You can register by clicking on this link.

Images: Walkscore

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As part of its covid response, the City is providing “Room to Queue” – the reallocation of curb lanes next to essential businesses like grocery stores that use adjacent sidewalks for line-ups.  As seen in this example, sent in by Dianna, the lane in front of Urban Fare in Yaletown allows pedestrians enough distance to bypass the otherwise crowded sidewalk.

Here’s a video of the queue lane in front of Urban Fare in Yaletown: UF queue (1)

The use of your basic traffic barriers allows a quick if not exactly aesthetic response in an emergency.  Here’s an opportunity for Jimmy Pattison’s chain, Urban Fare, to commission artists, as did the Downtown Vancouver BIA with those plywood window hoardings, to add some fun, colour and comment to the street.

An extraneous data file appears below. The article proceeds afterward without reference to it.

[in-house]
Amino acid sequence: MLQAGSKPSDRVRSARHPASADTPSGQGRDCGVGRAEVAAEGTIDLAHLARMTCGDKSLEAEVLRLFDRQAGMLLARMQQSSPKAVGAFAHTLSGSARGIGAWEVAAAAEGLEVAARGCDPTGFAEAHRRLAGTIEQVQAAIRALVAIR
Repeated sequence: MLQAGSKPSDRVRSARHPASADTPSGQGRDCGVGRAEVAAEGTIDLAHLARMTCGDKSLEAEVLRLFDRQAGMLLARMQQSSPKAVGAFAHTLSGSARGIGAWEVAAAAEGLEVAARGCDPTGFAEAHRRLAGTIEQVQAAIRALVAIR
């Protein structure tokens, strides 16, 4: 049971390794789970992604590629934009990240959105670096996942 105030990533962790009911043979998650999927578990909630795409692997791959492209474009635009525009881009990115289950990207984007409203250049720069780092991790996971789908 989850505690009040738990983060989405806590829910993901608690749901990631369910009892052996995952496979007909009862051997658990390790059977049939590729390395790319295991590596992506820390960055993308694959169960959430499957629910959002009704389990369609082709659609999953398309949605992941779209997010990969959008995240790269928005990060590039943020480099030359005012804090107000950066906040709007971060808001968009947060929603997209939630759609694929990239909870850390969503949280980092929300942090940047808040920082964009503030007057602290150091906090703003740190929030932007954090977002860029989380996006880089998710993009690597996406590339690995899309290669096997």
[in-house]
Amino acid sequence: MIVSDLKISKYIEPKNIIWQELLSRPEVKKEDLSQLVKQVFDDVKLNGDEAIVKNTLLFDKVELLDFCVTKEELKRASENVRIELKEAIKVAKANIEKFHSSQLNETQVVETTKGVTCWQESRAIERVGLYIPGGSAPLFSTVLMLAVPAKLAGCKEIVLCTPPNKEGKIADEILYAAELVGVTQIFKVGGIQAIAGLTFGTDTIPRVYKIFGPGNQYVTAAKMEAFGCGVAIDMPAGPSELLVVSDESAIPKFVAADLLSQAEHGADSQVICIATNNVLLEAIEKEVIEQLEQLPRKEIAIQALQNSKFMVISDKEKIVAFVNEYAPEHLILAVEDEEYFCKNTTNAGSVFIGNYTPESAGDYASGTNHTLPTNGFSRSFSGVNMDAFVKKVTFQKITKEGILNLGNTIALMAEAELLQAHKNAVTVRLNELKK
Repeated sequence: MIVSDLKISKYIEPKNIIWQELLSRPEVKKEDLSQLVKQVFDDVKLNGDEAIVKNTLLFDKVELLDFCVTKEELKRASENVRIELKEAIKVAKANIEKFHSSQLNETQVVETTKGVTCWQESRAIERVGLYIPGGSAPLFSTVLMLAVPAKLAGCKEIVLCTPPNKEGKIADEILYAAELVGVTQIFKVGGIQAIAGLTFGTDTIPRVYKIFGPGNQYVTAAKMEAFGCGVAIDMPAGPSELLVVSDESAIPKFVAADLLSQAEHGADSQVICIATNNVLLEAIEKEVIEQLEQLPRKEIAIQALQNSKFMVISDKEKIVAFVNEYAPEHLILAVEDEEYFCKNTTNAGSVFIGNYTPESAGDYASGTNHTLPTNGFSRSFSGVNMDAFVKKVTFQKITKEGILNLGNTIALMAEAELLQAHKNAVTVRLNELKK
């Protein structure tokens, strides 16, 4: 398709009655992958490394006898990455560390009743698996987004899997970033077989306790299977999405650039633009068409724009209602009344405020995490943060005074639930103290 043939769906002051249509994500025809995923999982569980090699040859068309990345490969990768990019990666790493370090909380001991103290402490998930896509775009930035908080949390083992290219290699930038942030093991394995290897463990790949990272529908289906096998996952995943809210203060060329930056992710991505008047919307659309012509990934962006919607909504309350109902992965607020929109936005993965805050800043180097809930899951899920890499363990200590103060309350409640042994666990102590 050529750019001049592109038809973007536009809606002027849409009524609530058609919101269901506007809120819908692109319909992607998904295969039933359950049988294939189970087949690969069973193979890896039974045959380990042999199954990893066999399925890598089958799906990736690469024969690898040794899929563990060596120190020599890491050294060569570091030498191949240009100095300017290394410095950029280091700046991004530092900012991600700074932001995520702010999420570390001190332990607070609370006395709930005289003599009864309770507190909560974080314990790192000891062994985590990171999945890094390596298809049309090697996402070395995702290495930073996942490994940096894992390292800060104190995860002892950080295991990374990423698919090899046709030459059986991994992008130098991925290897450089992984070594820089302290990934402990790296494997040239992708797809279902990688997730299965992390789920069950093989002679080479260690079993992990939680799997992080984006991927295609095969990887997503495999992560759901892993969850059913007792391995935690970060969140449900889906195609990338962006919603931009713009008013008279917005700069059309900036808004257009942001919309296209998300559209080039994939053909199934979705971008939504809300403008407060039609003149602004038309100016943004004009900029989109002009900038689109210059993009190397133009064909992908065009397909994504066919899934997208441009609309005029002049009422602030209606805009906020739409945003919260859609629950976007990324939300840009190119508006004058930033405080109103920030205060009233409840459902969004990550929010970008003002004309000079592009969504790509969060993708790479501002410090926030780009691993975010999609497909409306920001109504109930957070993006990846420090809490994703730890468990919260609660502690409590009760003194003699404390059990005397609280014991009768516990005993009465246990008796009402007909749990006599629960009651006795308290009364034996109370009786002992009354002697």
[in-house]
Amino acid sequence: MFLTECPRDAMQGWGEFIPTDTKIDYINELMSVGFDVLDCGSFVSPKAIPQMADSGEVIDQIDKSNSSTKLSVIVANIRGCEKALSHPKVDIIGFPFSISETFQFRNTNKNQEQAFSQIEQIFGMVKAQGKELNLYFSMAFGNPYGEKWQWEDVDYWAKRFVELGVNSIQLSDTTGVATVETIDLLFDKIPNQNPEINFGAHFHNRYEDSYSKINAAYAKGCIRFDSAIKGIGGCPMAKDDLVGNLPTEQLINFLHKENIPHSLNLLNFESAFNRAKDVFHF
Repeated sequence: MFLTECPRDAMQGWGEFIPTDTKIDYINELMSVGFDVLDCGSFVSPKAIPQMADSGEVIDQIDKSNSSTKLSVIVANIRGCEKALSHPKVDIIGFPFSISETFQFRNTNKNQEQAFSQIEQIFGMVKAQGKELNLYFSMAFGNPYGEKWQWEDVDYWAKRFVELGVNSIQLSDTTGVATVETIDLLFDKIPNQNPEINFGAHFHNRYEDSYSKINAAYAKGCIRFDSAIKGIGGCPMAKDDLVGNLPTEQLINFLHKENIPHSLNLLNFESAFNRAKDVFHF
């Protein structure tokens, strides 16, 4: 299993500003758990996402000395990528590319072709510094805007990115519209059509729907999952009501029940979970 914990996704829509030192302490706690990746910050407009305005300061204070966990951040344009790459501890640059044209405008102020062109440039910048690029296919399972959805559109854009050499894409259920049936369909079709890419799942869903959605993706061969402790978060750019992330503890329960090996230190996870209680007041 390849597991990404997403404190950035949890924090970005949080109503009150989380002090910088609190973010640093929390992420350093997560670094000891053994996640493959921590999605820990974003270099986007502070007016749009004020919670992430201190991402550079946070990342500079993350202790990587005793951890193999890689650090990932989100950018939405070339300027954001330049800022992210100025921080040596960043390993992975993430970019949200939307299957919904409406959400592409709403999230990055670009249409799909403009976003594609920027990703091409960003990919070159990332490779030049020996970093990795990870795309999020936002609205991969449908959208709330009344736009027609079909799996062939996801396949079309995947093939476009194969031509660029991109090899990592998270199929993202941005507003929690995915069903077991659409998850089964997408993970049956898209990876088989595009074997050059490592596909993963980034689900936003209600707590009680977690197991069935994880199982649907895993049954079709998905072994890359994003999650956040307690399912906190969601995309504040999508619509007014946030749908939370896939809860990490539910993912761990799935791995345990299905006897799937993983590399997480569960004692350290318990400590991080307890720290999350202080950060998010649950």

Notice, as well, the signage on the parking meters, providing a self-evident notice that they aren’t going to be in use anytime soon.  Maybe never.

This is a space that’s not likely to return to its pre-March-2020 condition.  Urban Fare may expand their outdoor seating and display spaces more comfortably on the sidewalk now that there is breathing room.  Maybe an outdoor art gallery?  E-bike charging?   They, along with their customers and neighbours, may decide that this makes far better use of the asphalt than redundant car parking.  (There’s more than the store actually needs in the underground garage.)